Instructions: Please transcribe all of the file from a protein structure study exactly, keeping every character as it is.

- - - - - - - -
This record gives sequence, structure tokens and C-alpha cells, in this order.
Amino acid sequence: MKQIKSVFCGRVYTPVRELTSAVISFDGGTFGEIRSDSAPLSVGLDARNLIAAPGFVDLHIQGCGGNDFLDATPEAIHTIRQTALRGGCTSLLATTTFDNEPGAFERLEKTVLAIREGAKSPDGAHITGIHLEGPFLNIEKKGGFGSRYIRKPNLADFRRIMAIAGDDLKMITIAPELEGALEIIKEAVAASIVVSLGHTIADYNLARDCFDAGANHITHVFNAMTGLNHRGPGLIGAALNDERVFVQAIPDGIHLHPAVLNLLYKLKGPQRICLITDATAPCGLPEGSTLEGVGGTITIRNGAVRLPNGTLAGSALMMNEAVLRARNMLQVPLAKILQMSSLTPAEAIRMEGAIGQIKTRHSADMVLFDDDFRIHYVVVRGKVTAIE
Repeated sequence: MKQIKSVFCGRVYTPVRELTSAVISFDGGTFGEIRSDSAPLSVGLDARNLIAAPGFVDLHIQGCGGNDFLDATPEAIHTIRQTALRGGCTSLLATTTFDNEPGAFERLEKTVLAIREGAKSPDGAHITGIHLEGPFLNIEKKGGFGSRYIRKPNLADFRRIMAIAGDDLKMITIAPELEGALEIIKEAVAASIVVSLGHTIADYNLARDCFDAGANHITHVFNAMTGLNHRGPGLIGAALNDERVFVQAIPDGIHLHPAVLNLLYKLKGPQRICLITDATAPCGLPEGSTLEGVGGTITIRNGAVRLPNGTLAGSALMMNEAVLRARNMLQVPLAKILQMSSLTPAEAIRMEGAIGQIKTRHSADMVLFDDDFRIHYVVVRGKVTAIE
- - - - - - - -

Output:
This record gives sequence, structure tokens and C-alpha cells, in this order.
Amino acid sequence: MKQIKSVFCGRVYTPVRELTSAVISFDGGTFGEIRSDSAPLSVGLDARNLIAAPGFVDLHIQGCGGNDFLDATPEAIHTIRQTALRGGCTSLLATTTFDNEPGAFERLEKTVLAIREGAKSPDGAHITGIHLEGPFLNIEKKGGFGSRYIRKPNLADFRRIMAIAGDDLKMITIAPELEGALEIIKEAVAASIVVSLGHTIADYNLARDCFDAGANHITHVFNAMTGLNHRGPGLIGAALNDERVFVQAIPDGIHLHPAVLNLLYKLKGPQRICLITDATAPCGLPEGSTLEGVGGTITIRNGAVRLPNGTLAGSALMMNEAVLRARNMLQVPLAKILQMSSLTPAEAIRMEGAIGQIKTRHSADMVLFDDDFRIHYVVVRGKVTAIE
Repeated sequence: MKQIKSVFCGRVYTPVRELTSAVISFDGGTFGEIRSDSAPLSVGLDARNLIAAPGFVDLHIQGCGGNDFLDATPEAIHTIRQTALRGGCTSLLATTTFDNEPGAFERLEKTVLAIREGAKSPDGAHITGIHLEGPFLNIEKKGGFGSRYIRKPNLADFRRIMAIAGDDLKMITIAPELEGALEIIKEAVAASIVVSLGHTIADYNLARDCFDAGANHITHVFNAMTGLNHRGPGLIGAALNDERVFVQAIPDGIHLHPAVLNLLYKLKGPQRICLITDATAPCGLPEGSTLEGVGGTITIRNGAVRLPNGTLAGSALMMNEAVLRARNMLQVPLAKILQMSSLTPAEAIRMEGAIGQIKTRHSADMVLFDDDFRIHYVVVRGKVTAIE